Donald Freed
International Playwright
and Master Teacher


by Lance Fogan

Hot, August. We drive in silence. The A/C fan hums. She always needs air-conditioning. I'm in long-sleeves and cold. She doesn't like the radio on, at least not tuned to my talk-radio stations. I steal glances as I swing my attention over to each side mirror or turn my head when I change lanes. She's focused straight ahead, sullen. Who could blame her? I swing off the Freeway and coast up the ramp to Hollywood Boulevard. The traffic light is red, like it is almost every day of her sixteen treatments. I stop at the boulevard. Most mornings disheveled, dirty bearded guys hold signs next to our idling minivan. I avoid their eyes. I turn away, but with disappointment and guilt. Then, relief. They leave me and approach new "meat" in the vehicle behind. Across the street 10 tattooed youths sit on the stairs of a low two-story non-descript building's doorway. They talk, smoke and watch girls pass. The light's finally green; I turn onto the raunchy boulevard in raunchy Hollywood.

"I remember that sign, Adele's for Costumes," she says with a soft smile. "It always comforted me twenty-three years ago when I came down for my first radiation treatments. Look at that. I'm glad it's still there."

I concentrate on my driving and the characters on the sidewalks. Some push shopping carts piled with what must be their worldly belongings. Thai, curly-kewed lettered signs on restaurants resemble Chinese-Hebrew characters. We pass open-doors atop twelve concrete stairs off of the sidewalk; they seem to invite us into this Armenian Church. "I've always wanted to go in there. It looked peaceful. It still does," she breaks the silence again. We approach the corner. It's bordered on two sides of the intersection by neat five-storied buildings with the familiar blue Kaiser Permanente logo. Mexican and Indian and Nicaraguan store-front restaurants are across the street. Several cars ahead of us line up to pull into the driveway. We idle, wait, and then it's our turn. I pull out the parking receipt from the meter box, the arm goes up. We drive in. "Should I drop you off here at the walkway to the building?" "No." I roll around and around and around up to the fifth level before we find an empty spot. Are they all here for cancer?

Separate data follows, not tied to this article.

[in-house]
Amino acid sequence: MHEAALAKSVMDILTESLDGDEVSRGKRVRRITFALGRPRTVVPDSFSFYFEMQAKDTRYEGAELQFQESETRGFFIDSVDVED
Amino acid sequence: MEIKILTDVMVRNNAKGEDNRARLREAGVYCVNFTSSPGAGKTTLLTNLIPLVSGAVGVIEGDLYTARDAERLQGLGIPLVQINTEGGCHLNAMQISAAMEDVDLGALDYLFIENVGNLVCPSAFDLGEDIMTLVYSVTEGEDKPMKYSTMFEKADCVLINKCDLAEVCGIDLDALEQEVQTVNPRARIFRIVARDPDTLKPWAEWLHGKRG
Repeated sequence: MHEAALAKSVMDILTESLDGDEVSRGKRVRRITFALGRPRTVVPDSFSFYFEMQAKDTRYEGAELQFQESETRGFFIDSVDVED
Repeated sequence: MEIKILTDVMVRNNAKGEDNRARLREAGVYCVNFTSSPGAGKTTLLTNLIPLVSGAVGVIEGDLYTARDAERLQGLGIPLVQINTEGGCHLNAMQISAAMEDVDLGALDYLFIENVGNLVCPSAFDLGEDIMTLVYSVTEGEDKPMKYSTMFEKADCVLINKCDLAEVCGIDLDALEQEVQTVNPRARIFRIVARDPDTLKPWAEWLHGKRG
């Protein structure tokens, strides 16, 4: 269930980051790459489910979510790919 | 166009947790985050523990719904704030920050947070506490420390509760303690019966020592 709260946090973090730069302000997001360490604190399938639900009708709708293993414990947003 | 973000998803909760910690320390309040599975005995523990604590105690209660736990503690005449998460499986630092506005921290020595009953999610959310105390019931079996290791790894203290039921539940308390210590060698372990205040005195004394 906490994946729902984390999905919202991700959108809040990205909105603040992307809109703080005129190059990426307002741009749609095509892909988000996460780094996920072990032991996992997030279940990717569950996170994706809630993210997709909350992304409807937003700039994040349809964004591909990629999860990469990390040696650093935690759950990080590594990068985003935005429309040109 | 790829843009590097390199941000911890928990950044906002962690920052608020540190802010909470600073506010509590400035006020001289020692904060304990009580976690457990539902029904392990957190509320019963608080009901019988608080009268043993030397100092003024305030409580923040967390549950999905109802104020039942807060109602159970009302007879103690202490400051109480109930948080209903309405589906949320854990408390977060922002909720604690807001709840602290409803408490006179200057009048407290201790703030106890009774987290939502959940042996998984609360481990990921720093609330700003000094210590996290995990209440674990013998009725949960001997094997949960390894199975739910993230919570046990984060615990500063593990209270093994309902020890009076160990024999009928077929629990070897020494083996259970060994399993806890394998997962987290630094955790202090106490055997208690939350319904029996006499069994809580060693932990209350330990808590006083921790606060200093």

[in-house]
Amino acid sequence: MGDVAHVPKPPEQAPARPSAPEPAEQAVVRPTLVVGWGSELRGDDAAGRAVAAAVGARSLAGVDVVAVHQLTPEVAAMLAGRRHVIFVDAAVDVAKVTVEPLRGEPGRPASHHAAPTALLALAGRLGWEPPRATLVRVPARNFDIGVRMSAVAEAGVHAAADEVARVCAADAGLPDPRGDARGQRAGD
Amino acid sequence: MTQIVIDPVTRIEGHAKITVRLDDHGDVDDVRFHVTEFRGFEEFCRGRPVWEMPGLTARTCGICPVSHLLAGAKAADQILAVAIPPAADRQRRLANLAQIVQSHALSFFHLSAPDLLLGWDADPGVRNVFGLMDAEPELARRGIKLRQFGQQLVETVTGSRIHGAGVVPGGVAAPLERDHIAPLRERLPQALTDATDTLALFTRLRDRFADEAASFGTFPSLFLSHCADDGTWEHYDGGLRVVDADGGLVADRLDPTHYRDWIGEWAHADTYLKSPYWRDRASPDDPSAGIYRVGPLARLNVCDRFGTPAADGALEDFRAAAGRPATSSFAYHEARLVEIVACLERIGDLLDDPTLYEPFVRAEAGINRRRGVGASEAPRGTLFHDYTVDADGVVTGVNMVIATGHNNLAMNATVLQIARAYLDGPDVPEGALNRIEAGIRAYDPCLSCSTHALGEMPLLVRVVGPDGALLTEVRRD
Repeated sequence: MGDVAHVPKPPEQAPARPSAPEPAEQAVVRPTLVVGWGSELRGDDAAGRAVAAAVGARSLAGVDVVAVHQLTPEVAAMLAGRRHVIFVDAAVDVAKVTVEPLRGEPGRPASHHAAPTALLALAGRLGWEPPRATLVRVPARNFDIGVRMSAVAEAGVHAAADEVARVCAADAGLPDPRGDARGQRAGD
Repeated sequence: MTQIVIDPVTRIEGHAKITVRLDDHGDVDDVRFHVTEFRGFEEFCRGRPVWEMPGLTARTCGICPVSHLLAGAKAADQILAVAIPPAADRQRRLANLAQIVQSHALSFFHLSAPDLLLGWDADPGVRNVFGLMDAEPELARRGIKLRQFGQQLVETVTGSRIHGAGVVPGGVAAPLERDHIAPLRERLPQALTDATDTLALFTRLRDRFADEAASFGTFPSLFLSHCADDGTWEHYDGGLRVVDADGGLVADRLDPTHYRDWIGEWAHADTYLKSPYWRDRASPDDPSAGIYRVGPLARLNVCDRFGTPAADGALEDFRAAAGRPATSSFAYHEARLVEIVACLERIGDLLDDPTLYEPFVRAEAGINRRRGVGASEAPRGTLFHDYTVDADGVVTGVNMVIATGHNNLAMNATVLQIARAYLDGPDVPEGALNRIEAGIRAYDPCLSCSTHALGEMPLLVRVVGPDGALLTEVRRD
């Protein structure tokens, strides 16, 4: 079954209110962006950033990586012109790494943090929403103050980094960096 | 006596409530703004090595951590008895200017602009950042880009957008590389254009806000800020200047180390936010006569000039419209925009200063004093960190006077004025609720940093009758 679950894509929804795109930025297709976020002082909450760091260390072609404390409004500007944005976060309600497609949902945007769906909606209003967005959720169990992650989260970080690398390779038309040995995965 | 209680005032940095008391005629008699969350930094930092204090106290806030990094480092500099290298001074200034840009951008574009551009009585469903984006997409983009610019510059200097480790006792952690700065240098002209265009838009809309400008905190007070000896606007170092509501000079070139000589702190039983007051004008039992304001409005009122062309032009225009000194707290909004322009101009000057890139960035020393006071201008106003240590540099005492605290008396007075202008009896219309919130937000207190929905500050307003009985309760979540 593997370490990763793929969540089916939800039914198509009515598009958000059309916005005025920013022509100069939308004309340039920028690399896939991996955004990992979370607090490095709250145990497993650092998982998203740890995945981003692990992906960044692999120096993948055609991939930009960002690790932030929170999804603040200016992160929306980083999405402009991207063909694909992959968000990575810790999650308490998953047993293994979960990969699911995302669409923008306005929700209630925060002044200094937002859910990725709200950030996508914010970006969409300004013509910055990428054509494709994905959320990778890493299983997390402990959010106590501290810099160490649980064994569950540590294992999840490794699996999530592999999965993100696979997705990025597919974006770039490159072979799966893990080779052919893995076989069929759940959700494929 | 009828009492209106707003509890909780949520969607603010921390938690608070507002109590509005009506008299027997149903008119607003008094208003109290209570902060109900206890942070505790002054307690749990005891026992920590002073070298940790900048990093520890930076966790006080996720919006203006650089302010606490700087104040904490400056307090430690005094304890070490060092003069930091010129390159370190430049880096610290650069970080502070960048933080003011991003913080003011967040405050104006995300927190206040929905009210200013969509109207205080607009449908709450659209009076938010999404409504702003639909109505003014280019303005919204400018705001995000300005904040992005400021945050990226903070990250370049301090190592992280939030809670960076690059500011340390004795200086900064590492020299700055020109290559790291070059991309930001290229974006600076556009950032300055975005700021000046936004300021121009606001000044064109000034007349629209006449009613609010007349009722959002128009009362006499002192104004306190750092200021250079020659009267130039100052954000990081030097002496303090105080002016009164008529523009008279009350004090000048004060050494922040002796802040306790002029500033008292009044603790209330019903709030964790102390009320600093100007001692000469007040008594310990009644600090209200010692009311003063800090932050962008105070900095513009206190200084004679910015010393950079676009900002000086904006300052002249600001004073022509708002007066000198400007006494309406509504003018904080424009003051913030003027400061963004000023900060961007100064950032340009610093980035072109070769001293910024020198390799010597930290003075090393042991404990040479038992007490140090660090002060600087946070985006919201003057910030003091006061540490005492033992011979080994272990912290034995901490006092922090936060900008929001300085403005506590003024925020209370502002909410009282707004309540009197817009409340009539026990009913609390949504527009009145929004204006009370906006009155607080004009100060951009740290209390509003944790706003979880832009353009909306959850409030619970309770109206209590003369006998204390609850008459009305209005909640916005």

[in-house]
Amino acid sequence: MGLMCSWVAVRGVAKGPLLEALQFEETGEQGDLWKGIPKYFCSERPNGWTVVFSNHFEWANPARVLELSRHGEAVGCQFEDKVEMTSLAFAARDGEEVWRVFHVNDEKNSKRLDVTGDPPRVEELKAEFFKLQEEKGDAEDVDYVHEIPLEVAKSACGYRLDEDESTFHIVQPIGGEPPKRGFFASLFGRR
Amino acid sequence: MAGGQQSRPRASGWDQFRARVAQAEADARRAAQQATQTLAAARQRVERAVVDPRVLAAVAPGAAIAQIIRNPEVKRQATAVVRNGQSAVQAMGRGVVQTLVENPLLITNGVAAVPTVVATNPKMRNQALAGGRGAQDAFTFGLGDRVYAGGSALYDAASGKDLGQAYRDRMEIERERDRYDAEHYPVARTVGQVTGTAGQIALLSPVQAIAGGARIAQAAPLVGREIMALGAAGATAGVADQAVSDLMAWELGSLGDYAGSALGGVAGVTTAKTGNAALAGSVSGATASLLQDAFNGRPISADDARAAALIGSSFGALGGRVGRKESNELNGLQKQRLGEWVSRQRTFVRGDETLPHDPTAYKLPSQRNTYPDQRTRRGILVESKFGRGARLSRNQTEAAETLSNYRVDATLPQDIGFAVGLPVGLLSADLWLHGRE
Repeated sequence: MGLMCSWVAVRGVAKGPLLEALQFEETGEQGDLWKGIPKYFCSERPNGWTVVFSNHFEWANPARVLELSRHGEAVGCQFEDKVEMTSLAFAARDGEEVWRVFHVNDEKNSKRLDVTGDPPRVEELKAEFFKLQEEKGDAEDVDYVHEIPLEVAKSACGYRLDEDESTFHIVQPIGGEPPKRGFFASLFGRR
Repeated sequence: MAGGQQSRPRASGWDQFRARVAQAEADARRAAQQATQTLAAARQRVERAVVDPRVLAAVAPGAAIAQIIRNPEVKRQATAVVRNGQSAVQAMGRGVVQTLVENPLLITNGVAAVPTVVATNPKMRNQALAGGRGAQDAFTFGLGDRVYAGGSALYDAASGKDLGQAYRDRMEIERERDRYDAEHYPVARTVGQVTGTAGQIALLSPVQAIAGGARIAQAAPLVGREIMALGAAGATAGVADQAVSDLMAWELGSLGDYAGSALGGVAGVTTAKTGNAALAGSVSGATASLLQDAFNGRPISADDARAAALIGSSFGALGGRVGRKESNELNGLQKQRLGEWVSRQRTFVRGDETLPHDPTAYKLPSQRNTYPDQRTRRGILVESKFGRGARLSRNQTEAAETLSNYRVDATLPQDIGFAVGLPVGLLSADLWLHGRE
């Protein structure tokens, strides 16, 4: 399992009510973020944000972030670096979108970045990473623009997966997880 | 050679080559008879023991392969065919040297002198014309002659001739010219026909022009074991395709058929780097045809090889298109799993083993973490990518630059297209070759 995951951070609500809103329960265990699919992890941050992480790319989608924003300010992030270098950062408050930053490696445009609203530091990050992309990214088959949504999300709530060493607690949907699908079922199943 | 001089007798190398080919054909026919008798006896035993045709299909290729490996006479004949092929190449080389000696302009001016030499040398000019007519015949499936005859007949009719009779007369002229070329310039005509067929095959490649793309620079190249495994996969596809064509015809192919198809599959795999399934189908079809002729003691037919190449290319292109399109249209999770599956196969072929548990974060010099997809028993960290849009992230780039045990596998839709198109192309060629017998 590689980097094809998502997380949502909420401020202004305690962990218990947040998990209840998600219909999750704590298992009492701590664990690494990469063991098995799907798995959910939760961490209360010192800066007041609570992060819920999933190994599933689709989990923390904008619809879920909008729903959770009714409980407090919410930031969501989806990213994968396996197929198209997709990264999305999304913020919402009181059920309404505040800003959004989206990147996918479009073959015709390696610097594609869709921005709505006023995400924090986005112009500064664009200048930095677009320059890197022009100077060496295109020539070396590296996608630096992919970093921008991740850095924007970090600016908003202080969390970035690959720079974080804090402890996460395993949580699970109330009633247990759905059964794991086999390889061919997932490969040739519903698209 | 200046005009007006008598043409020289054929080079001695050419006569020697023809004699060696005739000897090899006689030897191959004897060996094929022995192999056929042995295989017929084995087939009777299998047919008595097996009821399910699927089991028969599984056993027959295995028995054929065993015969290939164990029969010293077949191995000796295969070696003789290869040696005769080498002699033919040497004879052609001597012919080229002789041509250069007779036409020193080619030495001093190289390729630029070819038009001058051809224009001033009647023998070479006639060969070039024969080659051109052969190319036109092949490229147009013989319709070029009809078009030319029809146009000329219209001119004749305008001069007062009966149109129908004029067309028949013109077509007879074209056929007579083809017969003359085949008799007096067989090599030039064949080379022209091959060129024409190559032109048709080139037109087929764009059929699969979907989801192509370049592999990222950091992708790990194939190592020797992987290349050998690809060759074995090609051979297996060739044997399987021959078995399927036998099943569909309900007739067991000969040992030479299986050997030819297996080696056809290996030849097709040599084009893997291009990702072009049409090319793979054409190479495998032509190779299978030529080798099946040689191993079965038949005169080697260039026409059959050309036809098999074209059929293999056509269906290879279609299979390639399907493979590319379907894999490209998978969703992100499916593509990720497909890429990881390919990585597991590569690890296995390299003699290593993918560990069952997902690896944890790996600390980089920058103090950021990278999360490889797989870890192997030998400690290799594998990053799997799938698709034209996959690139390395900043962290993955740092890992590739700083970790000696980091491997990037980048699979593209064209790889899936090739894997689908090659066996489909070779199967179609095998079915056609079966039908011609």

A few people are in the garage elevator. I look at them. Some smile, most just stare ahead. Then she stands behind five people to check in. We're a half hour early. The area is clean and fresh. With my reading material in hand I stand aside and watch. Wheelchairs—bald heads—kerchiefs—canes. The black lady checking her in is so cheerful. "How are you today? I like that blouse." Broad, toothy smile. Just right.

We wait at the bank of four-elevators midst a small crowd. What are their problems? How long have they had it? We go down. The doors open, "Waiting Room-----Radiation Therapy" is on

the wall. We pass through and into a bright, three-story atrium with potted trees, windows high up above and banks of chairs, half of them occupied. The walls are tan and lilac-colored; pretty, calming.

We sit and look around. It's where I had accompanied Gene Pawlowski a few months ago when he invited me to go with him for his lymphoma radiation treatments. I went but with trepidation. "You'll see how efficient they are, Lance," he told me. "Really impressive. When my name comes up on that sign, right to the minute, I go in and then I'm out in five minutes. After, we'll go to the Vietnamese restaurant." Gene is just too matter-of-fact about, and with denial, for his down-hill course. I joined in and rolled with his insouciant attitude. I asked no questions.